Same with celebrities. While they will inevitably have bad days, many of them trade off their popularity with the public so they have to do their best to hide it and put on a brave face.

Landlords and bar staff simply have to follow suit. Nobody wants a member of staff with a face like thunder serving them or moaning about how crap everything is.

In fact that is probably the best piece of training a landlord can give his staff on day one. Smile, it’s about the customer’s experience. It’s not about how you feel.

Give the punters the A-list treatment and you will be regarded in the same way.

Matt Eley is the editor of Inapub follow him on Twitter @mattheweley

Matt Eley
3.7.2013 Matt Eley
altOK, so hands up. I failed. Pure and simple, as I believe Hear’Say once said.

I said I was going to go alcohol free for three months and I managed six weeks. In old school terms I would be lucky to get away with a D for that performance. Maybe a generous teacher would give me a C- for effort

So do I feel like a loser? Well, no more than usual.
Attempting this when you work in the pub industry is not dissimilar to an accountant saying he won’t use a calculator for the same period of time. It is both pointless and bordering on the unprofessional.

Drinking is not a pre-requisite to writing about pubs but turning down alcohol at events or promotions or visiting a brewery and not trying their beer can be viewed as rude and a little odd.

I like to think I am neither of those things.

So I have succumbed, initially at a launch for a beer event and then in slightly more spectacular style at the weekend. I had a couple, as the saying goes.

Even though my detox period was not as long as I had planned it has not been without merit.

For a start I have learned that giving up alcohol is actually not that difficult. I found the experience much easier than say giving up smoking, which took years of failed attempts before finally knocking it on the head once and for all (I think).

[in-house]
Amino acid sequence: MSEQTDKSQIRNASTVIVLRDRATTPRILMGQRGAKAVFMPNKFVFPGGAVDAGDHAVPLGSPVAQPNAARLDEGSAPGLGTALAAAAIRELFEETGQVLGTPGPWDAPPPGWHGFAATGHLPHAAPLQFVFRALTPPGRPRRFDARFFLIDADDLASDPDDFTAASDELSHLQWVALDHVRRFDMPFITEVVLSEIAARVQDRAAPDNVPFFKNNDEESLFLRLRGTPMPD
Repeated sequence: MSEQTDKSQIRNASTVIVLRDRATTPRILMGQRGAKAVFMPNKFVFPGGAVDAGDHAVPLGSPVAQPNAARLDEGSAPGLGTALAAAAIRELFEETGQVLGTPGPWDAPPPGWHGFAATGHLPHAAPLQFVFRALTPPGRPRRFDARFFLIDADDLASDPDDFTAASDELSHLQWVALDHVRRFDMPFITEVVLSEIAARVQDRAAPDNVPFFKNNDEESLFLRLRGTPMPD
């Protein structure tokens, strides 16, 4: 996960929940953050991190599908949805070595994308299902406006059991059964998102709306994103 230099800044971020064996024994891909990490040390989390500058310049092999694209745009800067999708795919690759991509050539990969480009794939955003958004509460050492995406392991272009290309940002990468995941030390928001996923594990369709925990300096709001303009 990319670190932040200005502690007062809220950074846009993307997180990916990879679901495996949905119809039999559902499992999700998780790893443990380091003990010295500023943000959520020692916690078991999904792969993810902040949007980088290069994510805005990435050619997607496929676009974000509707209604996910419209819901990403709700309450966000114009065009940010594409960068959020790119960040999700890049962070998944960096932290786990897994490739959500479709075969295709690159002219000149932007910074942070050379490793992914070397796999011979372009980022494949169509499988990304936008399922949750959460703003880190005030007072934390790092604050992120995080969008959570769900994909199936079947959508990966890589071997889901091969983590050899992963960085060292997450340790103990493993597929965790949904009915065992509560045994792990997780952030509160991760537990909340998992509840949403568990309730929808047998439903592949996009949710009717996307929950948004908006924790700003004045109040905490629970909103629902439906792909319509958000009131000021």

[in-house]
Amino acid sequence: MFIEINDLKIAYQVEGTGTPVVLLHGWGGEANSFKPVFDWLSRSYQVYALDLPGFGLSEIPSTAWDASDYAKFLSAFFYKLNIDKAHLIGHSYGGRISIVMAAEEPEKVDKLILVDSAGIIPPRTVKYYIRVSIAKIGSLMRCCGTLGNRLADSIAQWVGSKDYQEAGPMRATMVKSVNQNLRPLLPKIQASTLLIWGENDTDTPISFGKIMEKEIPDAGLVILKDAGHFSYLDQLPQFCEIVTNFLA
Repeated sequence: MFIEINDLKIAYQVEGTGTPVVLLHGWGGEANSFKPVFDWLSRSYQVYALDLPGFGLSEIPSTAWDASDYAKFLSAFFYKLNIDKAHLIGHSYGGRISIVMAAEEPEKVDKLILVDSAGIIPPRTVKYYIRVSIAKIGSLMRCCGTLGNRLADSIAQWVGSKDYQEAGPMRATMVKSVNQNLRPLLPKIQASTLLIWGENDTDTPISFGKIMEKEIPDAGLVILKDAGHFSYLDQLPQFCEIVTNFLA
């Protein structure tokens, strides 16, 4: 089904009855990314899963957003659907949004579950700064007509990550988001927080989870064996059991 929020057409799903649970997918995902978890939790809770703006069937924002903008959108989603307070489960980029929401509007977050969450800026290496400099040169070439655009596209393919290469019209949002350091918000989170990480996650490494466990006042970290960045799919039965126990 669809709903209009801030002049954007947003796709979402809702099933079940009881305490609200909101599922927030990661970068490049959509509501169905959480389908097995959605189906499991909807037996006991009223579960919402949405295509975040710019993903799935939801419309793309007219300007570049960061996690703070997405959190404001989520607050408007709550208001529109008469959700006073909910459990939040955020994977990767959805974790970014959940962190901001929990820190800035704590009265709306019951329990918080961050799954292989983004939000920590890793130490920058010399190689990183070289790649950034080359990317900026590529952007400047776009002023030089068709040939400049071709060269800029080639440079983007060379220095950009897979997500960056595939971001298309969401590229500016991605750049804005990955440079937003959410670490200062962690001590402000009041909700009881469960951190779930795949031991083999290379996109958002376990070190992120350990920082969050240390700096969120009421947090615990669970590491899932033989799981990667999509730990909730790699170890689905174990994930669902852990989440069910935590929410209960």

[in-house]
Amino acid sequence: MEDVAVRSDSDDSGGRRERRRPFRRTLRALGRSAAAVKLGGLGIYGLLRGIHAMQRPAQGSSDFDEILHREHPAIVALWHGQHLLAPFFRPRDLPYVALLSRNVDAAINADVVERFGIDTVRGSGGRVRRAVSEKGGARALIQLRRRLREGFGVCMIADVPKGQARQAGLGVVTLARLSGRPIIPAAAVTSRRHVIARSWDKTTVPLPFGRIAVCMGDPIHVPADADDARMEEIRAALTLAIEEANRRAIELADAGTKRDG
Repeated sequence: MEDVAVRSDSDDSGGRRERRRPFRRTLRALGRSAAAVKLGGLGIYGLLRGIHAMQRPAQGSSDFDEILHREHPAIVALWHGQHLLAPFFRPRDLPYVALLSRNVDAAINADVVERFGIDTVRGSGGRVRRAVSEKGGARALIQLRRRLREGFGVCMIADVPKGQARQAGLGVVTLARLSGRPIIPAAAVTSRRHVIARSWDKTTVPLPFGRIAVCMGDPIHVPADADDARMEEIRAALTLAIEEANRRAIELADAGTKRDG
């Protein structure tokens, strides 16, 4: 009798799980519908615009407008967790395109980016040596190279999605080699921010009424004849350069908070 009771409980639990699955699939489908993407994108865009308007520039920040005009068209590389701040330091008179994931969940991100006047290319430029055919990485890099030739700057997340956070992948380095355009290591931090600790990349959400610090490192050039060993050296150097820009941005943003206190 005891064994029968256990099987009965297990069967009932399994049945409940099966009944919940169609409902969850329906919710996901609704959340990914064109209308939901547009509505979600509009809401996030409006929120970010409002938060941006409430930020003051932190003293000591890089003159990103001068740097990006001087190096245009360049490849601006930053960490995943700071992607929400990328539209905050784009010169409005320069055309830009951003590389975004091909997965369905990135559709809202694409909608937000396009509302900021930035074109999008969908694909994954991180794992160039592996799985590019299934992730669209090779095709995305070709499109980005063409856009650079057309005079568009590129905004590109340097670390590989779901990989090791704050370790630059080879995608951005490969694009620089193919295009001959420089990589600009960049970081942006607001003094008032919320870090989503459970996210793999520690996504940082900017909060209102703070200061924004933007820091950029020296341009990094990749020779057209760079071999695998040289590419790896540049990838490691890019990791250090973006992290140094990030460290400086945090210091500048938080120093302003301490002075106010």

I suppose the fact that I knew this was only temporary helped but there were no cravings as such. The only times when I felt like I was missing out was when I was in the pub and others were enjoying what looked like lovely pints of beer or cider or glasses of wine.

On the positive side I felt more inclined to exercise more and received one or two comments saying that I looked well. I’ll take any compliments I can get so that was most welcome.

But I certainly believe it is possible to live a healthy and balanced life that includes alcohol as part of it.

Before I started my brief period of abstinence I viewed alcohol was a life-enhancing product - when used properly - and I stand by that.

A drink to celebrate, relax with friends or to mark an occasion is no bad thing. And while soft drinks have improved I still don’t think they can match the intense flavour experiences you can enjoy with alcohol.

So far the only drinks I have had have been when I have been out and actually at work events. The occasional glass of wine or other at home is not something I have missed as I have a social occasion in the pub.

And while I think I could probably continue to give up drinking at home I can see no advantage and nor do I have any desire to do the same at the pub!

Matt Eley is the editor of Inapub. Follow him on Twitter @mattheweley

Matt Eley